The Human Brain Has a Dizzying Array of Mystery Cells

An international team of scientists has mapped the human brain in much finer resolution than ever before. The brain atlas, a $375 million effort started in 2017, has identified more than 3,300 types of brain cells, an order of magnitude more than was previously reported. The researchers have only a dim notion of what the newly discovered cells do.

The results were described in 21 papers published on Thursday in Science and several other journals.

Ed Lein, a neuroscientist at the Allen Institute for Brain Science in Seattle who led five of the studies, said that the findings were made possible by new technologies that allowed the researchers to probe millions of human brain cells collected from biopsied tissue or cadavers.

“It really shows what can be done now,” Dr. Lein said. “It opens up a whole new era of human neuroscience.”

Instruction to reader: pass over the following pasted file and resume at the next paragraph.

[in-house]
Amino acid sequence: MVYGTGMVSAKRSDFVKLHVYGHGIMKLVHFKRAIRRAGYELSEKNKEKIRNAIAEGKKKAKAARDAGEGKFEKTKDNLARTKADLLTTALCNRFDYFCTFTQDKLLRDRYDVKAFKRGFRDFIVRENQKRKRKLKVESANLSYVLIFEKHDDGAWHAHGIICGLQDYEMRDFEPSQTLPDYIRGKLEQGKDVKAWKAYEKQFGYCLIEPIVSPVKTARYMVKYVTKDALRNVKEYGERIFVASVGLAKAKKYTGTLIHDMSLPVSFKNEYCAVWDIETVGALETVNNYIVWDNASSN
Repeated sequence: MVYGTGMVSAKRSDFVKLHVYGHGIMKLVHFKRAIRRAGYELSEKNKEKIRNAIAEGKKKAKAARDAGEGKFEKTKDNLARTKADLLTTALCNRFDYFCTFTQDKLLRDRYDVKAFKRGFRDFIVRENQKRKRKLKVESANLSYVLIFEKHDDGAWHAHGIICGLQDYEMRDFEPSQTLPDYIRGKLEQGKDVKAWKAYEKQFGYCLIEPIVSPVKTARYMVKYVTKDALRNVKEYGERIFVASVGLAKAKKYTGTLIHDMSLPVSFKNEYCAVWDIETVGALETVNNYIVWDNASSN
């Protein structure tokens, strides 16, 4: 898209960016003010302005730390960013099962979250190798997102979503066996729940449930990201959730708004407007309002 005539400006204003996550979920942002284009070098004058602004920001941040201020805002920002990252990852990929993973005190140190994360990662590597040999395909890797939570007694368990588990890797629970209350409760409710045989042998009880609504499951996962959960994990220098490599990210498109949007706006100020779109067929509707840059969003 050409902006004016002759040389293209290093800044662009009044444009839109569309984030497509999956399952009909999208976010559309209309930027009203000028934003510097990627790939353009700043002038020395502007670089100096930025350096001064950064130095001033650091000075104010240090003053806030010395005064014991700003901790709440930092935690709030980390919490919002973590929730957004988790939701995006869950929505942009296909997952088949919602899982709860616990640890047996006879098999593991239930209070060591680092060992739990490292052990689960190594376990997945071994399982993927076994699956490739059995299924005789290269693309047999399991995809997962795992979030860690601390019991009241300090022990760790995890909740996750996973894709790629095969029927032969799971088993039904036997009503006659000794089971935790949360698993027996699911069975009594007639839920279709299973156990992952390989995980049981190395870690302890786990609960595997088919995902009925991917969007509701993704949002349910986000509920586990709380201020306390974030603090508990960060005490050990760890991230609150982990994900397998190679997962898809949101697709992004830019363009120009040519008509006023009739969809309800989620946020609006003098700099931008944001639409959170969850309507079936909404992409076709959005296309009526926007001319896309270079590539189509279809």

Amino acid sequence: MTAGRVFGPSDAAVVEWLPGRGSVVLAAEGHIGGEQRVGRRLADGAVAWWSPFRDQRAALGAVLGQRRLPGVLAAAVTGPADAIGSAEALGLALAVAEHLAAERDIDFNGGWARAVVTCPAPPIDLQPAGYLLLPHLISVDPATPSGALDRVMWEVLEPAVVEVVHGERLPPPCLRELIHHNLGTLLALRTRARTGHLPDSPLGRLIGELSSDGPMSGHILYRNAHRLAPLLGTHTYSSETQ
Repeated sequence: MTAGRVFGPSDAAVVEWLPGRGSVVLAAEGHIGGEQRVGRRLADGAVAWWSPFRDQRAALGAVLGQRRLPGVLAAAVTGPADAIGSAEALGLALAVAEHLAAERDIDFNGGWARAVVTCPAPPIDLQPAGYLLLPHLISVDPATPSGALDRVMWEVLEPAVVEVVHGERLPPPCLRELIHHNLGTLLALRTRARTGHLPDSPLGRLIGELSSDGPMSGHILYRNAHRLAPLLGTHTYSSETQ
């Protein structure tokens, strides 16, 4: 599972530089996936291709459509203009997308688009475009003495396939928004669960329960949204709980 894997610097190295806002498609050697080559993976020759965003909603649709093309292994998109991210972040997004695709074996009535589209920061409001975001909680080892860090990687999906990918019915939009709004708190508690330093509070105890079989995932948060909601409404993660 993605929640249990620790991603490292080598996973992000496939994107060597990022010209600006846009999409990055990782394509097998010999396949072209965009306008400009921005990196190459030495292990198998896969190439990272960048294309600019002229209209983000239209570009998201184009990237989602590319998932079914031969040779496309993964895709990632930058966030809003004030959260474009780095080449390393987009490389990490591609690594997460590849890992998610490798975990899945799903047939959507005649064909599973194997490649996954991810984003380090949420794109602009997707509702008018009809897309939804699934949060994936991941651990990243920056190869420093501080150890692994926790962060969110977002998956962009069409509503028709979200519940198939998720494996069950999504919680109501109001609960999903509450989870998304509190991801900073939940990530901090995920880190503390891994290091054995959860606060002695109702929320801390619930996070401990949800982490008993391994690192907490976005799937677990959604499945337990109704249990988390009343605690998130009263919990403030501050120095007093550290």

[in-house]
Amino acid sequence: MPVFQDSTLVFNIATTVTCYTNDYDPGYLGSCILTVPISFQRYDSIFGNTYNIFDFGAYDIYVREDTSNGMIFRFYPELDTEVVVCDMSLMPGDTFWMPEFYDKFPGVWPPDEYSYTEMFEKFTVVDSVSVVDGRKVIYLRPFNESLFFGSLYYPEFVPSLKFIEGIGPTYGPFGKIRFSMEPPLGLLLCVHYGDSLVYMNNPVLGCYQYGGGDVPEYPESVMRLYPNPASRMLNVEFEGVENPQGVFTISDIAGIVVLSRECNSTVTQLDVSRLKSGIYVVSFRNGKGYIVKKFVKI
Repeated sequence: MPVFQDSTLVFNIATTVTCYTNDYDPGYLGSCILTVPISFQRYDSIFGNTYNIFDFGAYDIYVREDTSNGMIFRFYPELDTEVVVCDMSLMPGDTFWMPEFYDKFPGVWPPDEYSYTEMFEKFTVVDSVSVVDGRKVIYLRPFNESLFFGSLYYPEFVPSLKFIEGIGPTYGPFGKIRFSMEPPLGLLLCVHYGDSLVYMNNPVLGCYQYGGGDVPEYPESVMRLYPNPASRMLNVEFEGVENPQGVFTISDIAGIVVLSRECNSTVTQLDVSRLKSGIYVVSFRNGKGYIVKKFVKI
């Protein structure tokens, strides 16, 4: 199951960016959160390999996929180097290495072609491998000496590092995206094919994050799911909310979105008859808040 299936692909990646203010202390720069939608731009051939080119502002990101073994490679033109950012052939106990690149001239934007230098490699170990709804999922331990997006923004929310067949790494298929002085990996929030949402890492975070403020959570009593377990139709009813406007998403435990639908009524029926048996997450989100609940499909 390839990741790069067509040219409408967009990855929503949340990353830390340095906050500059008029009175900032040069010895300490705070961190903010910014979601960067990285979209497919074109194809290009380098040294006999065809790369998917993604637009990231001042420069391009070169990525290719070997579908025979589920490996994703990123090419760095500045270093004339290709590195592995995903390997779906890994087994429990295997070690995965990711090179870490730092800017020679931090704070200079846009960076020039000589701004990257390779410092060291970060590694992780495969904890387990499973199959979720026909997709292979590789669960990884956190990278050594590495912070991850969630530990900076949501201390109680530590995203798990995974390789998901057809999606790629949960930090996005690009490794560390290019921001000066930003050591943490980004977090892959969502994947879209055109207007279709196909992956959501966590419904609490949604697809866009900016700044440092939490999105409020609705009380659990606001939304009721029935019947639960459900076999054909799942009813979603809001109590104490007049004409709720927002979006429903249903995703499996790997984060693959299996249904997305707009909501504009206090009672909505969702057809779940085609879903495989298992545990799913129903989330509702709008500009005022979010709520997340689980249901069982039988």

When studying fresh brain tissue, the scientists attached glass tubes to the surface of individual cells to eavesdrop on their electrical activity, injected dye to make out their structure and finally sucked out the nuclei from the cells to inspect them more closely.

Rather than carrying out these procedures by hand, the researchers designed robots to work efficiently through the samples. The robots have inspected more than 10 million human brain cells so far, Dr. Lein estimated.

Some of the newly identified cells were found in layers of cerebral cortex on the brain’s outer surface. This region is essential for complex mental tasks such as using language and making plans for the future.

But the new studies reveal that much of the brain’s diversity lies outside of the cerebral cortex. A vast number of the cell types uncovered in the project lie in the deeper regions of the brain, such as the brain stem that leads to the spinal cord.

Adam Hantman, a neuroscientist at the University of North Carolina who was not involved in the study, said that the atlas would be a big help for some kinds of research, like tracing the development of the brain. But he questioned whether a catalog of cell types would elucidate complex behavior.

“We want to know what the orchestra is doing,” he said. “We don’t really care what this one violinist is doing at this one moment.”

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